16th June 2021
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Theatres Along the Trail, on the Way to the Mediterranean Sea

Theatres Along the Trail
By Liam Klenk

Last year, during the prolonged downtime due to the pandemic, I went for a long hike through Switzerland and France to the Mediterranean Sea. As a stage manager, I longed to be backstage again. So, every theatre I saw along the way was a special memento. As such, it was also a trip through time, because I encountered theatres from all eras. Here are only a few examples of the beautiful performance spaces I saw.

Theatres - Benno Besson

Benno Besson Theatre

Benno Besson Theatre in Yverdon-Les-Bains

Yverdon-Les-Bains is a beautiful town in the French-speaking part of Switzerland. The old town is a sight to behold. And, even though all cultural venues were closed, it was clear that one will not get bored here on a regular trip sans Covid.

The Benno Besson theatre is the oldest and largest theatre in Yverdon-les-Bains. It offers a varied, high-quality programme of classical and modern productions.

Built in 1898, based on the model of the Casino of Monte Carlo, the freshly renovated Benno Besson theatre owes its current name to the famous Swiss stage director and native of Yverdon-les-Bains.

 

Theatre Bellegarde

Theatre Bellegarde

Theatre Bellegarde

Just as I got to the end of the Swiss Jura region, I entered the little town of Bellegarde in France, on the border to Switzerland. There, I found this pink beauty.

It is a very small venue that has been renovated with great care. I wonder, what plays are usually performed here? Who knows, now that regulations are less strict, I might just pass by one day to see a performance.

 

Arles Amphitheatre

Arènes d’Arles

The Arles Amphitheatre

The Arles Amphitheatre (Arènes d’Arles) is a Roman amphitheatre in the southern French town of Arles. It is probably the most prominent tourist attraction from this city which thrived in the ancient Roman Empire.

Built in 90 AD, the amphitheatre held over 20’000 spectators of chariot races and gladiator hand-to-hand battles.

Nowadays, it draws smaller crowds for bullfighting during the Arles Festival as well as for performances of many plays and concerts during the summer.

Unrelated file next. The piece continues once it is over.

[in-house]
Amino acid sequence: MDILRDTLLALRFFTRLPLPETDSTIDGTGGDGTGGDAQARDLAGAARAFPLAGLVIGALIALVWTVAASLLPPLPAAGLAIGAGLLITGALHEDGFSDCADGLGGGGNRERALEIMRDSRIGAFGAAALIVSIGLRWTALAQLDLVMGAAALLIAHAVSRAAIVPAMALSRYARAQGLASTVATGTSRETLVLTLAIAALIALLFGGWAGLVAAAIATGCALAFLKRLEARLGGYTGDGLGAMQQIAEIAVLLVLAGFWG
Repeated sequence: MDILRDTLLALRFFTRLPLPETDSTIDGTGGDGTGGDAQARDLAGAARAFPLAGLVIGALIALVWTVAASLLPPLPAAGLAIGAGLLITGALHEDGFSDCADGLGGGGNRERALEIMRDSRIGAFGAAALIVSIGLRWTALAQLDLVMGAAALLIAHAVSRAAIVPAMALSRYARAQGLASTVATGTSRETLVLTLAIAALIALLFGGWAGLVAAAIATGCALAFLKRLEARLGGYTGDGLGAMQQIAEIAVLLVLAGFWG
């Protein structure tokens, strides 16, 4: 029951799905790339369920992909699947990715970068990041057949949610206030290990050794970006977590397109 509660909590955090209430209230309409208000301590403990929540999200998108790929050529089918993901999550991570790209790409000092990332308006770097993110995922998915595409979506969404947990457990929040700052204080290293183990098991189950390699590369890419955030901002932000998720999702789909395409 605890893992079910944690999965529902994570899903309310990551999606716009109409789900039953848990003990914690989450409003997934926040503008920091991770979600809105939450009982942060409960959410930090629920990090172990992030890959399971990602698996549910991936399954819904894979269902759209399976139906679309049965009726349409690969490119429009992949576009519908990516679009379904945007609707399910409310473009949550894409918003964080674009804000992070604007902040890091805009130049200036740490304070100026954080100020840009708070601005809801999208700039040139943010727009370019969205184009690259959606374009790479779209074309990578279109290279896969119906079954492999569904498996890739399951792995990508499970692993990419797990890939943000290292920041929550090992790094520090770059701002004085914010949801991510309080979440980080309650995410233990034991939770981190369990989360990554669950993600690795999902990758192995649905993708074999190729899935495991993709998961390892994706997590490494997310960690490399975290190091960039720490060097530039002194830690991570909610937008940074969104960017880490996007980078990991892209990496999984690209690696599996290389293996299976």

When I walked through Arles, the seating and stage for summer performances had been already installed. Yet all had come to a halt due to the pandemic. Hopefully this summer, shows will resume.

 

Theatre Comedy Montpellier

Théâtre Le Point Comédie

Comedy Theatre Montpellier

The Théâtre Le Point Comédie is a small theatre / comedy club in the center of Montpellier, located 5 minutes walking distance from the Place de La Comédie, and surrounded by nice restaurants. It offers comedy performances, stand-up shows, and experimental theatre.

It’s easy to miss when walking through own, but definitely should not be missed. Make it a mission to find it and go see a show if you are ever in Montpellier.

 

Montpellier’s La Comédie

Montpellier’s La Comédie

Montpellier’s La Comédie

This opera building blew me away with its beauty, as did the town square on which it prominently stands. I was also lucky to arrive just before the second lockdown when the opera briefly reopened to the public. The two performances I saw were of the highest quality in every regard.

The OpĂ©ra National de Montpellier Languedoc-Roussillon was established in 1755 and was granted the status of “National Opera” in 2002 by the French Ministry of Culture.

The company uses two main buildings for its performances. The Opéra Comédie is the older and smaller one. It is built in Italian style and opened in 1888. The venue houses the 1’200-seat main auditorium plus the 350-seat Salle Molière concert hall.

Since 1990, the company also performed at the larger, 2’000-seat Opéra Berlioz in the Le Corum arts complex.

 

Grand Théâtre de la Cité

Grand Théâtre de la Cité

The Carcassonne Amphitheatre

Carcassonne in itself is already worth the visit since it is one of the oldest medieval cities inside a fortress still standing today.

Within the walls of the fortress is the Grand Theatre. With a stage that dates all the way back to the Middle Ages.

The Grand Théâtre de la Cité is a huge amphitheatre that can welcome more than 3’000 spectators. The dressing rooms of the artists are in the towers on both sides of the stage.

The Grand Théâtre enjoyed great fame in the beginning of the twentieth century. Carcassonne was then a very fashionable place where the international high society liked to stop between a vacation in Biarritz and another on the CĂ´te d’Azur, the French Riviera. The most prestigious names came here… Sarah Bernhardt among others.

 

Theaters - Sete

Le Theatre de la Mer

The Theatre de la Mer in Sète

Such a great open-air theatre overlooking the Mediterranean Sea. A magical place where seagulls and fans can attend all sort of music concerts during summertime. One of the entertainment venues to not miss in the South of France. Simply stunning.

 

More from Liam Klenk:

Creating Performances With Prison Inmates: Philippe Talard

Bewegtes Land, an Art Project For Train Passengers

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